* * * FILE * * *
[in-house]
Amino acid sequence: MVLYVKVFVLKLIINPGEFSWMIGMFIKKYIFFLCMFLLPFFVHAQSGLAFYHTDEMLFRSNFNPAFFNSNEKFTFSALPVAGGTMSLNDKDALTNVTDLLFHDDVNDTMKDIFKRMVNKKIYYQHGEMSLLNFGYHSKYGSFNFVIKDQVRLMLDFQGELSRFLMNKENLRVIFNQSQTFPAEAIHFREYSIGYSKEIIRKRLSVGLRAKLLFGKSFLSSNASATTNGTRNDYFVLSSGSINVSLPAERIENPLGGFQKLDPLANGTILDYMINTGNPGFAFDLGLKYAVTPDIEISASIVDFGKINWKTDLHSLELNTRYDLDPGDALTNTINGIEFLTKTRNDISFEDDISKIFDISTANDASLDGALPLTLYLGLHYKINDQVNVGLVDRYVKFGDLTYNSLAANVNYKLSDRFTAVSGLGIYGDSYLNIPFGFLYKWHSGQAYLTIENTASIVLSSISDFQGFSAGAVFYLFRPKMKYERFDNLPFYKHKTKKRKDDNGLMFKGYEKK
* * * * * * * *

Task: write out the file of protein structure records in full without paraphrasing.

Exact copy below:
[in-house]
Amino acid sequence: MVLYVKVFVLKLIINPGEFSWMIGMFIKKYIFFLCMFLLPFFVHAQSGLAFYHTDEMLFRSNFNPAFFNSNEKFTFSALPVAGGTMSLNDKDALTNVTDLLFHDDVNDTMKDIFKRMVNKKIYYQHGEMSLLNFGYHSKYGSFNFVIKDQVRLMLDFQGELSRFLMNKENLRVIFNQSQTFPAEAIHFREYSIGYSKEIIRKRLSVGLRAKLLFGKSFLSSNASATTNGTRNDYFVLSSGSINVSLPAERIENPLGGFQKLDPLANGTILDYMINTGNPGFAFDLGLKYAVTPDIEISASIVDFGKINWKTDLHSLELNTRYDLDPGDALTNTINGIEFLTKTRNDISFEDDISKIFDISTANDASLDGALPLTLYLGLHYKINDQVNVGLVDRYVKFGDLTYNSLAANVNYKLSDRFTAVSGLGIYGDSYLNIPFGFLYKWHSGQAYLTIENTASIVLSSISDFQGFSAGAVFYLFRPKMKYERFDNLPFYKHKTKKRKDDNGLMFKGYEKK